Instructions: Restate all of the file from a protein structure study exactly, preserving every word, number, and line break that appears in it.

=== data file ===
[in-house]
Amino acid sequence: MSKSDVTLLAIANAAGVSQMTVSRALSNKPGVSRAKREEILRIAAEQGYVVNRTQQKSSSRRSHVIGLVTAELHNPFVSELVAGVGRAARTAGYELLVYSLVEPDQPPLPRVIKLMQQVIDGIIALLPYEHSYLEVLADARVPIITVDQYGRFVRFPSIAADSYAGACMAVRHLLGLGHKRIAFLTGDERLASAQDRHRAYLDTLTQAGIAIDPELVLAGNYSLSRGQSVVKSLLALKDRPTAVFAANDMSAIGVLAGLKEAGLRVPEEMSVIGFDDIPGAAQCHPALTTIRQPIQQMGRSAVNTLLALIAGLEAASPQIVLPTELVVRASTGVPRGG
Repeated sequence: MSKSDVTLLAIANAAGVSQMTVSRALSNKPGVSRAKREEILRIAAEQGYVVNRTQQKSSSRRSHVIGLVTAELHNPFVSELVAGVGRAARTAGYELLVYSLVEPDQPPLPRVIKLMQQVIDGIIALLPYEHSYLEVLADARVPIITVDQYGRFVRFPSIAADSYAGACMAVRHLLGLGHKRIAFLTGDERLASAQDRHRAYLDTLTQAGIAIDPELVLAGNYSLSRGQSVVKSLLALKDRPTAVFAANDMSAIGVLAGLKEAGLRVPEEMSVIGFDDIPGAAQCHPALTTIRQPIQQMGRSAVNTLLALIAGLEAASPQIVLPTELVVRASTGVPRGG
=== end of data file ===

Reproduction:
[in-house]
Amino acid sequence: MSKSDVTLLAIANAAGVSQMTVSRALSNKPGVSRAKREEILRIAAEQGYVVNRTQQKSSSRRSHVIGLVTAELHNPFVSELVAGVGRAARTAGYELLVYSLVEPDQPPLPRVIKLMQQVIDGIIALLPYEHSYLEVLADARVPIITVDQYGRFVRFPSIAADSYAGACMAVRHLLGLGHKRIAFLTGDERLASAQDRHRAYLDTLTQAGIAIDPELVLAGNYSLSRGQSVVKSLLALKDRPTAVFAANDMSAIGVLAGLKEAGLRVPEEMSVIGFDDIPGAAQCHPALTTIRQPIQQMGRSAVNTLLALIAGLEAASPQIVLPTELVVRASTGVPRGG
Repeated sequence: MSKSDVTLLAIANAAGVSQMTVSRALSNKPGVSRAKREEILRIAAEQGYVVNRTQQKSSSRRSHVIGLVTAELHNPFVSELVAGVGRAARTAGYELLVYSLVEPDQPPLPRVIKLMQQVIDGIIALLPYEHSYLEVLADARVPIITVDQYGRFVRFPSIAADSYAGACMAVRHLLGLGHKRIAFLTGDERLASAQDRHRAYLDTLTQAGIAIDPELVLAGNYSLSRGQSVVKSLLALKDRPTAVFAANDMSAIGVLAGLKEAGLRVPEEMSVIGFDDIPGAAQCHPALTTIRQPIQQMGRSAVNTLLALIAGLEAASPQIVLPTELVVRASTGVPRGG